• [0031]
    Anchor 500 includes a base 502 and a key 504, with each of base 502 and key 504 being generally planar and of low profile. Base 502 includes a cavity 506 which is configured to receive a lead 200 therein (see FIG. 8). Base 502 includes an opening 507 for receiving key 504 into cavity 507. Positioned at opposite edges of base 502 are openings 508 and 510, with openings 508 and 510 being sized to facilitate the reception of lead 200 therethrough. Base 502 also includes suture hole 512, while key 504 includes a corresponding suture hole 512 a, which when aligned, through anchor 500.
  • [0032]
    Key 504 includes an upper portion 516 and a lower portion 518. Lower portion 518 is shaped and configured to be, at least partially, inserted into cavity 506 of base 502, and when inserted, engages and locks lead 200 into base 502. The curved portions 530 and 532 of key 504 and the shape of cavity 506 are configured such that when lead 200 is positioned between key 504 and base 502 (see FIG. 8) a mechanical lock is created inhibiting the removal of key 504 from base 502 and inhibiting the migration of lead 200 with respect to anchor 500.
  • [0033]
    In certain embodiments, the anchor 500 may be fabricated using any suitable polymer processing technique. The polymer or polymers selected for the anchor 500 are preferably adapted for long term implantation. Biocompatibility and biostability are characteristics for the polymer selection for anchor 500. Also, the polymer preferably possesses a medium to high durometer to maintain the structural characteristics of anchor 500. An example of a suitable polymer for anchor 500 is polyetheretherketone (PEEK), although any biostable, biocompatible polymer having a suitable durometer and a suitable coefficient of friction can be employed.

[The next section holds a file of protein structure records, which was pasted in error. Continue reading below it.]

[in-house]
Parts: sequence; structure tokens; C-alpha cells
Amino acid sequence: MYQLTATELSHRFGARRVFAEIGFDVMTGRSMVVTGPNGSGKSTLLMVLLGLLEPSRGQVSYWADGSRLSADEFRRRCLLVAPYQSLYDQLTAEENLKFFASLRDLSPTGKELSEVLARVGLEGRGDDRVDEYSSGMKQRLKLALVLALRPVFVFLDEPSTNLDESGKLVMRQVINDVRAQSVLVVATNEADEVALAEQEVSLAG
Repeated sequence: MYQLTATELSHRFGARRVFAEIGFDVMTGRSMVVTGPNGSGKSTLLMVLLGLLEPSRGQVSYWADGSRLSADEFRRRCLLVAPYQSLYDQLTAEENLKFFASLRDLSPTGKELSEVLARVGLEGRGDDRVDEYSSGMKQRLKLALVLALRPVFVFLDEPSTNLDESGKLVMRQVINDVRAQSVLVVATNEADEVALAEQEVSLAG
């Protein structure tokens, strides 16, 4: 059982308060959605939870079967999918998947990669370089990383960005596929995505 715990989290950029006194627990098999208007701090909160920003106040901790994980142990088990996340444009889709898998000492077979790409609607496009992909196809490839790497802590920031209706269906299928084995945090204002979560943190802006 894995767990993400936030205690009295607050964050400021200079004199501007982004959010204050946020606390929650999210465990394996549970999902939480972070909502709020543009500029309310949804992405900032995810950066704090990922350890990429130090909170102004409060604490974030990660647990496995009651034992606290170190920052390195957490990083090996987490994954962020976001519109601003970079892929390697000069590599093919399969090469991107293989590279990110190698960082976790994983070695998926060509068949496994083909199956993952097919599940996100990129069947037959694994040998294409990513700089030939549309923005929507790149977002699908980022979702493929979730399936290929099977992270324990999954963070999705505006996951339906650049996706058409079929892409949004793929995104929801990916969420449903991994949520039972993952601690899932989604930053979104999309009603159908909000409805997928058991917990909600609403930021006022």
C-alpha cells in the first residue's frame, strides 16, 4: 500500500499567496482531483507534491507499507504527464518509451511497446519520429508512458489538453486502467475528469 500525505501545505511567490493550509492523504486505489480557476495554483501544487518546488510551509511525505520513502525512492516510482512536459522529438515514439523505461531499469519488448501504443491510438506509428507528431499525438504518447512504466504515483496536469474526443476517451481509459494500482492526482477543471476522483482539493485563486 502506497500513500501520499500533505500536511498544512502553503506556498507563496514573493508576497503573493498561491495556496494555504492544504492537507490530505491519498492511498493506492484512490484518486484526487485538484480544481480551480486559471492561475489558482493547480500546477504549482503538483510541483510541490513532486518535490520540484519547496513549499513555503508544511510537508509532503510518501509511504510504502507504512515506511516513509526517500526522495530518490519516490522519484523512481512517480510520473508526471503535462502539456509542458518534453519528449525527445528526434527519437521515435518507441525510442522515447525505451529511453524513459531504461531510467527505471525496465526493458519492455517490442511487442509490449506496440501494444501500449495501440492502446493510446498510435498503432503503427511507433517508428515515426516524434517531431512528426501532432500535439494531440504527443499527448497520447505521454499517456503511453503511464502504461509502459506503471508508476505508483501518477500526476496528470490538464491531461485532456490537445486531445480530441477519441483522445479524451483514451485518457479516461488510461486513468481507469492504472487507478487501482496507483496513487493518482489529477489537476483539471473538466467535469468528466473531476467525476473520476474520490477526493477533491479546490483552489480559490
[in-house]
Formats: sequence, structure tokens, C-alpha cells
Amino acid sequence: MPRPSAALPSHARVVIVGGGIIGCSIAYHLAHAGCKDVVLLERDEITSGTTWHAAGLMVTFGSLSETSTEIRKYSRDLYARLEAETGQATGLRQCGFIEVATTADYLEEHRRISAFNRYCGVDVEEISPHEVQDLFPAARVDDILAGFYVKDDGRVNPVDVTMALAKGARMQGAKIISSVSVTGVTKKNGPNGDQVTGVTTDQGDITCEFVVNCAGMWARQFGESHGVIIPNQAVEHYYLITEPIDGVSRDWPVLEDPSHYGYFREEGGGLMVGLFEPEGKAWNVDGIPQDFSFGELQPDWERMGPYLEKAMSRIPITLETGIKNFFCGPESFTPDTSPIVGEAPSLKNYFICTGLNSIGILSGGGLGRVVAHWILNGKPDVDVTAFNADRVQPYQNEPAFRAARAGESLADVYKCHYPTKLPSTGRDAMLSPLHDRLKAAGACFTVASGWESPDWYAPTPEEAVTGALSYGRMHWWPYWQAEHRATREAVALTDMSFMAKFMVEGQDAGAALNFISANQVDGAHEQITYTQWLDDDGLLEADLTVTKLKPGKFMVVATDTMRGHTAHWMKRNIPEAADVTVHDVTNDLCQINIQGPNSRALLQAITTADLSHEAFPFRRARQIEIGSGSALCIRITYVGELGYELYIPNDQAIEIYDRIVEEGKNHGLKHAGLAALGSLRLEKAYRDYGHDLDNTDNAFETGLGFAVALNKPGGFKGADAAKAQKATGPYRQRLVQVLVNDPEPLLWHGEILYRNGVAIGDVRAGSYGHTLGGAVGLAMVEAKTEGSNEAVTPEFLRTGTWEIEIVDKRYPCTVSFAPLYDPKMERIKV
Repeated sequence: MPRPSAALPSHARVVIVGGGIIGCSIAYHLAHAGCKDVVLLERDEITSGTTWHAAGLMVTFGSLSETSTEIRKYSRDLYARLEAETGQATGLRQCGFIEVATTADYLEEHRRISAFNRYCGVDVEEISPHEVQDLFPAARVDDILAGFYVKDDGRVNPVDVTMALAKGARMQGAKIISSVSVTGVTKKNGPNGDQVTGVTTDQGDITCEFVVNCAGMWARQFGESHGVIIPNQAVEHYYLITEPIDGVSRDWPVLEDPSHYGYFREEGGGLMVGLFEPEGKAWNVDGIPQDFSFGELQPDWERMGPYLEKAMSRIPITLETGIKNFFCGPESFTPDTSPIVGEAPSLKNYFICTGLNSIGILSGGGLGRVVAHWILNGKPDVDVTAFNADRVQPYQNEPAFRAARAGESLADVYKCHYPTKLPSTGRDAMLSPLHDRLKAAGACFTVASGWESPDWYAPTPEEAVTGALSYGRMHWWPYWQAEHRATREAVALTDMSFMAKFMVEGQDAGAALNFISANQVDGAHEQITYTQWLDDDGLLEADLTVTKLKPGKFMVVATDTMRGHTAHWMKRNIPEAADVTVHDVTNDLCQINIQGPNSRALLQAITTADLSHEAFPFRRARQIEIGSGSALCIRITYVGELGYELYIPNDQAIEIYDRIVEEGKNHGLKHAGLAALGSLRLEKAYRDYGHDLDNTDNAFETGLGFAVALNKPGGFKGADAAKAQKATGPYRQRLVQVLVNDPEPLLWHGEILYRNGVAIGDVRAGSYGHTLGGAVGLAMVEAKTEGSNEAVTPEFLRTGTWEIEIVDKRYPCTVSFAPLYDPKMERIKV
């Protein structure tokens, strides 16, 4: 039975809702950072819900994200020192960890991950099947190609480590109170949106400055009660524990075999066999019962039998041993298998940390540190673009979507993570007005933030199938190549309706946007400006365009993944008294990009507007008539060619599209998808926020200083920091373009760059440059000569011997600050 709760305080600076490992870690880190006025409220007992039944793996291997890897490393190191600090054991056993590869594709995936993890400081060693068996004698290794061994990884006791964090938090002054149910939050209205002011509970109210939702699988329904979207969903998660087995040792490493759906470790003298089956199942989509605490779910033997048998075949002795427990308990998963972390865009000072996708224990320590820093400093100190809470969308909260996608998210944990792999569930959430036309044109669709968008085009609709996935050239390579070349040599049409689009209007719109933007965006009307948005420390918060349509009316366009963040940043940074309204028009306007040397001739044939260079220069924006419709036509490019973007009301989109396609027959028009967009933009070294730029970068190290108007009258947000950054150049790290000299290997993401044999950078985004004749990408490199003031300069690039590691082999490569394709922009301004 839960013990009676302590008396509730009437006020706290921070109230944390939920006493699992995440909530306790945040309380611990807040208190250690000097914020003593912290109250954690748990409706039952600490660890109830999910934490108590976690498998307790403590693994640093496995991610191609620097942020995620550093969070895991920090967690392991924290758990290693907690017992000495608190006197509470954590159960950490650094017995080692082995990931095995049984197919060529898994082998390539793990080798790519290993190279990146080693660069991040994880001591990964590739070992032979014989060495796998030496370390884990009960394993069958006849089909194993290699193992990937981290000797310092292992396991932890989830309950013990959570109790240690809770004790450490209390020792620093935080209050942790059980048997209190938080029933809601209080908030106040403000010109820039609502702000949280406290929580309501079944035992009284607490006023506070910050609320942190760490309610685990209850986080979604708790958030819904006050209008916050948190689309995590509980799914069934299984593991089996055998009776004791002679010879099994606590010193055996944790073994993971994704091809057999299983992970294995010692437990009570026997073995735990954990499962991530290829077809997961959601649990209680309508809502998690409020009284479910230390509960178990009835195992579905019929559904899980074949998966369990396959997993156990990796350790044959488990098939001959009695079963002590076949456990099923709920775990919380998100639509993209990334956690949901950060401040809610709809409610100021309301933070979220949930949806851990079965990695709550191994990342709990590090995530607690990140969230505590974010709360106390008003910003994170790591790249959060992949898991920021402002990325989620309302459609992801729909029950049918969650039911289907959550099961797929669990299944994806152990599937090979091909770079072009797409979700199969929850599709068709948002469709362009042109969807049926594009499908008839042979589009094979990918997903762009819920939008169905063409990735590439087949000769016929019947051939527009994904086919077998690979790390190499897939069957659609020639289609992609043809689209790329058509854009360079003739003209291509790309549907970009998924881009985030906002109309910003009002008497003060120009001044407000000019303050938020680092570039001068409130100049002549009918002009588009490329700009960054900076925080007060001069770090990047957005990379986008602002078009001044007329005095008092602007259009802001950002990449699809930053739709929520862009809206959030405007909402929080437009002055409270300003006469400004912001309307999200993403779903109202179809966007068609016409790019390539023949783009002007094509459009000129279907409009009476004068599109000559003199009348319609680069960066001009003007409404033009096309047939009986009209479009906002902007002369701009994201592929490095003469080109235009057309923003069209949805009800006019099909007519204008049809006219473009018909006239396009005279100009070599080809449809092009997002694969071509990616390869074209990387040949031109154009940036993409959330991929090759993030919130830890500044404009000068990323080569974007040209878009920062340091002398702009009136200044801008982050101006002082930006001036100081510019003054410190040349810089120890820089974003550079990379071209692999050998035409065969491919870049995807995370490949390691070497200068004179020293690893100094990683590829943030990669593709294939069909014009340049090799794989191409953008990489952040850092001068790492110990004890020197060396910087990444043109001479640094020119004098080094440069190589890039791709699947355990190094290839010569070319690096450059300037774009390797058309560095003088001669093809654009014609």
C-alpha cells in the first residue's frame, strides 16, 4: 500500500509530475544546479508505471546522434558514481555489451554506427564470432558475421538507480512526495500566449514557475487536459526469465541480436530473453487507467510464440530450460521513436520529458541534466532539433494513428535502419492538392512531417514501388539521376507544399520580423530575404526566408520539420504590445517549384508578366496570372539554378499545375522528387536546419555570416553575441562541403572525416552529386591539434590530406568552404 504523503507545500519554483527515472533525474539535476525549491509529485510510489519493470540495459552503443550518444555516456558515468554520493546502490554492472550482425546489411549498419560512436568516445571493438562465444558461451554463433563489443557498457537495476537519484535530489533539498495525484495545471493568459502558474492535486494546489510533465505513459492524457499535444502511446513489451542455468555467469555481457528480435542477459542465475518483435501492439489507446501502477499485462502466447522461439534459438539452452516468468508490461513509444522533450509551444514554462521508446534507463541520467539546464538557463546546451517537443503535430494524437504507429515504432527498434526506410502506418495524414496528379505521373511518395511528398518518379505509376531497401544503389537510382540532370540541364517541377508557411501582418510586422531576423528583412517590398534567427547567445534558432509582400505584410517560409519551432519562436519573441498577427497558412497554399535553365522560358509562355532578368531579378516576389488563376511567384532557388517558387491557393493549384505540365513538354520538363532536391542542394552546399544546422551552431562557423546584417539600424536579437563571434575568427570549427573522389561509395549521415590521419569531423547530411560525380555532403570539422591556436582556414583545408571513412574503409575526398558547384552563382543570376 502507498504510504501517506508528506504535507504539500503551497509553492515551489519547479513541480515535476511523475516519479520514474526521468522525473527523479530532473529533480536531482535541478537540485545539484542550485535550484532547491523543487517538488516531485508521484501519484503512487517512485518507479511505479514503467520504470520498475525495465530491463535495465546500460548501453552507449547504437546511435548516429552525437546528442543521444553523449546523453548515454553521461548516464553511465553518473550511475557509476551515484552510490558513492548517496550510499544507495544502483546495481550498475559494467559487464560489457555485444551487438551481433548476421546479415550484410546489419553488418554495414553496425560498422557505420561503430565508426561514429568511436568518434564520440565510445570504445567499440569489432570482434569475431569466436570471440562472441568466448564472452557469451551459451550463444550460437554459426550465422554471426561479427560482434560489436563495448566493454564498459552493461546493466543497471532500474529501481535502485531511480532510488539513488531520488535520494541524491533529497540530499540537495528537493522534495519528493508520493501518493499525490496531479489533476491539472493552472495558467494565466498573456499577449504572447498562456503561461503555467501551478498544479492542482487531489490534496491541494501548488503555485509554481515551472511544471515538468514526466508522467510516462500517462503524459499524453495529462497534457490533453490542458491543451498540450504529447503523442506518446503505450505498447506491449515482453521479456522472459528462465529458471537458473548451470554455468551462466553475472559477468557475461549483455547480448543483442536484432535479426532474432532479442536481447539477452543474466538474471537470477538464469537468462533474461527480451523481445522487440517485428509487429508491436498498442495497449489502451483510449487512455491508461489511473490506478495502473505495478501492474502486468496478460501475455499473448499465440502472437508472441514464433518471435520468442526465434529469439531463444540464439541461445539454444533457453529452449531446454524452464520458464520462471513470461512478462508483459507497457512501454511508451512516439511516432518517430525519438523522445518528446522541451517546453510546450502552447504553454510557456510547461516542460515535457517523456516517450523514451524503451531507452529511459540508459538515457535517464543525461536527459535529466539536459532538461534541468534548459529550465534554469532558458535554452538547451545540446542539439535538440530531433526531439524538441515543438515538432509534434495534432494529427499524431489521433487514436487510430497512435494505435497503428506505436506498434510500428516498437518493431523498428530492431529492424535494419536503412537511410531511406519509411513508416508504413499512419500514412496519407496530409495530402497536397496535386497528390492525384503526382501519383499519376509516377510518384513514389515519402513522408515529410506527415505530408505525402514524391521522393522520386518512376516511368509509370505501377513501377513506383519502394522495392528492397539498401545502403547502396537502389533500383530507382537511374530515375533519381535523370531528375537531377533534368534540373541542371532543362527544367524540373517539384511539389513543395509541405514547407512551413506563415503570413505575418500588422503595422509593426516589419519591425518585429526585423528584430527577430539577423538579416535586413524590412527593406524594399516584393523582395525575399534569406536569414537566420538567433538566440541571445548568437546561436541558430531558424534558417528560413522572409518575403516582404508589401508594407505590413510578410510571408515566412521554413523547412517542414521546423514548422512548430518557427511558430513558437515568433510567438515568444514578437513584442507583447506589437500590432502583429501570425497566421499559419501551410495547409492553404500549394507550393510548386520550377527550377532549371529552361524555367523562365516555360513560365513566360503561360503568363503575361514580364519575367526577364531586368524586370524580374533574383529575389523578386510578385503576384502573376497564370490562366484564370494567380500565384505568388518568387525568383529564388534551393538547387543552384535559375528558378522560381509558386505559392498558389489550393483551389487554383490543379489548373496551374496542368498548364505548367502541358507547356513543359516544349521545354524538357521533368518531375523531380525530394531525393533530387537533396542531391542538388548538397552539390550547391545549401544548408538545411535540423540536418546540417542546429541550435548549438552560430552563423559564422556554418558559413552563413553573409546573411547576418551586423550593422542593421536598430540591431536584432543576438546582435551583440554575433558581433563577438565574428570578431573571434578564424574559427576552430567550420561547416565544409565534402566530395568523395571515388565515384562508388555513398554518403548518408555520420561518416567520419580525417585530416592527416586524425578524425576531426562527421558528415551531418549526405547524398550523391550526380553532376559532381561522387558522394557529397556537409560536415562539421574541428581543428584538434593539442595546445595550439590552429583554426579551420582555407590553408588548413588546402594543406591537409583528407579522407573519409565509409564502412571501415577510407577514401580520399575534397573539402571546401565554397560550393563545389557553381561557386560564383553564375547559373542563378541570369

• [0034]
    In use, anchor 500 is placed in the unlocked position (see FIG. 6) with key 504 being removed from base 502. Base 502 is placed on the proximal end of lead 200 with lead 200 extending through openings 508 and 510. Base 502 is slid over the lead 200 until the anchor 500 is properly positioned along the lead 200. Key 504 is then inserted into cavity 506 of base 502, and engages lead 200. Key 504 forces lead 200 along the bottom of cavity 506 (see FIG. 8) creating a torturous path for lead 200 through anchor 500 and mechanically locks key 504 within cavity 506, thereby inhibiting the migration of lead 200 with respect to anchor 500.
  • [0035]
    Suture hole 512 of base 502 and suture hole 512 a of key 504, when aligned are operable to receive sutures which are used to facilitate the suturing of anchor 500 to tissue of the patient, and further used to facilitate additional securing key 504 within base 506.
  • [0036]
    The diameters of openings 508 and 510 and size of cavity 506 are sufficiently large to permit the introduction of lead 200 with little difficulty. Thus, when the key 504 is removed from base 502, the anchor 500 may be freely moved along the lead. However, when the key 504 is inserted into cavity 506 of base 502, the lower portion 518 of key 504 extends into cavity 506, engaging lead 200 and creating a compressive force to cause anchor 500 to hold the lead 200 in place and lock key 504 within base 502. The lead 200, therefore, is inhibited from slipping through the anchor 500.
  • [0037]
    Referring now to FIG. 9, there is illustrated an implantable anchor 900 configured to receive 2 separate leads 200 and locked with separate keys 904. As similarly described herein above with respect to FIGS. 5-8, base 902 if of sufficient thickness to include 2 cavities (such as cavity 506, FIG. 6), with each cavity being configured to receive leads 200 extending therethrough. A separate key 904 is inserted into each of the cavities to engage and lock leads 200 into place. Each of the keys 904 engage with their corresponding cavities as similarly described herein with respect to FIGS. 5-8.
  • [0038]